The switch supports traffic suppression for broadcast, multicast, and unicast traffic. This example of broadcast suppression can also be applied to multicast and unicast traffic.

The graph in Figure 11-1 shows broadcast traffic patterns on an interface over a given period of time. In this example, the broadcast traffic exceeded the configured threshold between time intervals T1 and T2 and between T4 and T5. When the amount of specified traffic exceeds the threshold, all traffic of that kind is dropped. Therefore, broadcast traffic is blocked during those intervals. At the next time interval, if broadcast traffic does not exceed the threshold, it is again forwarded.

Figure 11-1 Broadcast Suppression Example

When traffic suppression is enabled, the switch monitors packets passing from an interface to the switching bus and determines if the packet is unicast, multicast, or broadcast. The switch monitors the number of broadcast, multicast, or unicast packets received within the 1-second time interval, and when a threshold for one type of traffic is reached, that type of traffic is dropped. This threshold is specified as a percentage of total available bandwidth that can be used by broadcast (multicast or unicast) traffic.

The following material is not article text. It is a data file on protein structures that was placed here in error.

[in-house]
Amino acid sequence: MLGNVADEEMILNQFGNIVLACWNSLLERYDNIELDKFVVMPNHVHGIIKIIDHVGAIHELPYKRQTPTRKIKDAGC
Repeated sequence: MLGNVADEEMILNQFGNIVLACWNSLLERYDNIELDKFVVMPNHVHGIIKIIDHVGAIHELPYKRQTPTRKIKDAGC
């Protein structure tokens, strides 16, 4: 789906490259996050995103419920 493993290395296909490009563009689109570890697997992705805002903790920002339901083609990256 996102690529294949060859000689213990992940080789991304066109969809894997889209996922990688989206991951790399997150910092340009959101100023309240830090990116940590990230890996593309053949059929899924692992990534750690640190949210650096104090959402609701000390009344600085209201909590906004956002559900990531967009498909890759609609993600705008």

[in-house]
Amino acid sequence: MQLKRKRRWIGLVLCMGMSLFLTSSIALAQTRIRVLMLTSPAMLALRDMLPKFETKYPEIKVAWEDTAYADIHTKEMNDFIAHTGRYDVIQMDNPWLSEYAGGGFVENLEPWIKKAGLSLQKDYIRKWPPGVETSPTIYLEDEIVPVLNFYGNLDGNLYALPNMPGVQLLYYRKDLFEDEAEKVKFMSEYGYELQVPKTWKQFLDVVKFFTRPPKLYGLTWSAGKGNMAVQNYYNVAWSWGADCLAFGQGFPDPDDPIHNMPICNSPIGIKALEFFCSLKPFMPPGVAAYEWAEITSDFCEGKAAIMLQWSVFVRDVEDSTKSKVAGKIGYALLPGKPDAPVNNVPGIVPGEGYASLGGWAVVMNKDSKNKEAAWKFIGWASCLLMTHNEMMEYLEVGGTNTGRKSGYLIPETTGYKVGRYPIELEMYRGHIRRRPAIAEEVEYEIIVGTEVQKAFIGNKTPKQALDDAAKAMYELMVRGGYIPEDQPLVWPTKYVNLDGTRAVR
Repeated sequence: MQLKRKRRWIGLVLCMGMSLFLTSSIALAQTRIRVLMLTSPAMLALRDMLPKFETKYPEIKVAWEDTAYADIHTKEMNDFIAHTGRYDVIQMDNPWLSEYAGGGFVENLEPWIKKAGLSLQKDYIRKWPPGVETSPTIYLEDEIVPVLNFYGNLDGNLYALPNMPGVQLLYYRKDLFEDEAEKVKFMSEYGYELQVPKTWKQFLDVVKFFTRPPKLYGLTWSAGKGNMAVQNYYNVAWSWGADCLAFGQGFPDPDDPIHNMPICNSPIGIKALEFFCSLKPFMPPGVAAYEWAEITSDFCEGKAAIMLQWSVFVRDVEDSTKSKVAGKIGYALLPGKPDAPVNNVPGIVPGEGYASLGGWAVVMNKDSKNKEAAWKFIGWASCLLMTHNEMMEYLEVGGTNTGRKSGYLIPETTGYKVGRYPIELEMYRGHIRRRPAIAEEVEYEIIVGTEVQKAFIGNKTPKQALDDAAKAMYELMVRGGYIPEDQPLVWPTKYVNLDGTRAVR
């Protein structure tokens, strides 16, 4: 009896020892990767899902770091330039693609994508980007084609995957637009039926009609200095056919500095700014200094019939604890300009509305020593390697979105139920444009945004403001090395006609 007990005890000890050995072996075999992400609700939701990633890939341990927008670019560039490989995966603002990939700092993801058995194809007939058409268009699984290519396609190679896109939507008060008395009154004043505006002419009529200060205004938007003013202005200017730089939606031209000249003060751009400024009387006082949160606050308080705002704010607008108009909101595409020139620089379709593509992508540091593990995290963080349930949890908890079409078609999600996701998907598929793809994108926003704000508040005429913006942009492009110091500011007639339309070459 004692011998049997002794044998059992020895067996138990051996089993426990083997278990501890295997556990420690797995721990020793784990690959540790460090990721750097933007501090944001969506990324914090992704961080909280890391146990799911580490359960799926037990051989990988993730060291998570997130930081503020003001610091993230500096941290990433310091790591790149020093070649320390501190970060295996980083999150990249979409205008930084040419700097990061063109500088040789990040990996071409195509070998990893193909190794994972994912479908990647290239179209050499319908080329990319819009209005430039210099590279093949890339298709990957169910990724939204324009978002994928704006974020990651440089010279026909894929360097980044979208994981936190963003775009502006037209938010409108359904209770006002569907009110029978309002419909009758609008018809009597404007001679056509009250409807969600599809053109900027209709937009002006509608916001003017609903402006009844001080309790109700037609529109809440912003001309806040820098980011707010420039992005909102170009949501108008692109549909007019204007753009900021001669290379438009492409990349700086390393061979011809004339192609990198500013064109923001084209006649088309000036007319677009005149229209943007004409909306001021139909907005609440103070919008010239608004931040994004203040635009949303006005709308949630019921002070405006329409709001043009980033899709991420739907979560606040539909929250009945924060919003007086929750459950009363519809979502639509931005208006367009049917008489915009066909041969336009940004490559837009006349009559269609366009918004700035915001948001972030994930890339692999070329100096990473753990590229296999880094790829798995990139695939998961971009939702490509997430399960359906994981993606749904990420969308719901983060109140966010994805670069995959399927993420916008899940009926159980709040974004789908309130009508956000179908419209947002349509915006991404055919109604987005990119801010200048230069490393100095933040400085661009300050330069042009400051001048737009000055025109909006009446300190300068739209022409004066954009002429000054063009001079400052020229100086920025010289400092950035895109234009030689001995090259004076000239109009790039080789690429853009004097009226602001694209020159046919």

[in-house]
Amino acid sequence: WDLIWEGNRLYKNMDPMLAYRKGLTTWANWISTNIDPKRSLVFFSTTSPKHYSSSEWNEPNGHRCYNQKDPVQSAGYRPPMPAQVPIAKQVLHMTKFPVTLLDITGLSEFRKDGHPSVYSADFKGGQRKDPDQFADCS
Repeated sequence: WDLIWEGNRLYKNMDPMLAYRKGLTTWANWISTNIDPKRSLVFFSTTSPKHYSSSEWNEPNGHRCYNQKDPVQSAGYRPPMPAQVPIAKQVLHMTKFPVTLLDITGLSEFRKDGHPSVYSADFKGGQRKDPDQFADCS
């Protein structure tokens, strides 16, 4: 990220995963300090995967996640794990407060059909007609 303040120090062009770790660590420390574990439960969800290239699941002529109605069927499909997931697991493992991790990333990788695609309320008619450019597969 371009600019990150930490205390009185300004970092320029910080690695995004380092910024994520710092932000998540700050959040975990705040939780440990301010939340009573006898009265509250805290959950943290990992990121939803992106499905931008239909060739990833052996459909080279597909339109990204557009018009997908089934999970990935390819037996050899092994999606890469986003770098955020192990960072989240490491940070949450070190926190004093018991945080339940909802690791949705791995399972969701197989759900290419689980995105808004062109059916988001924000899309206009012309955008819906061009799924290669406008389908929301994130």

The combination of broadcast suppression threshold numbers and the 1-second time interval control the way the suppression algorithm works. A higher threshold allows more packets to pass through. A threshold value of 100 percent means that no limit is placed on the traffic.


Note Because packets do not arrive at uniform intervals, the 1-second time interval during which traffic activity is measured can affect the behavior of traffic suppression.


The switch continues to monitor traffic on the port, and when the utilization level is below the threshold level, the type of traffic that was dropped is forwarded again.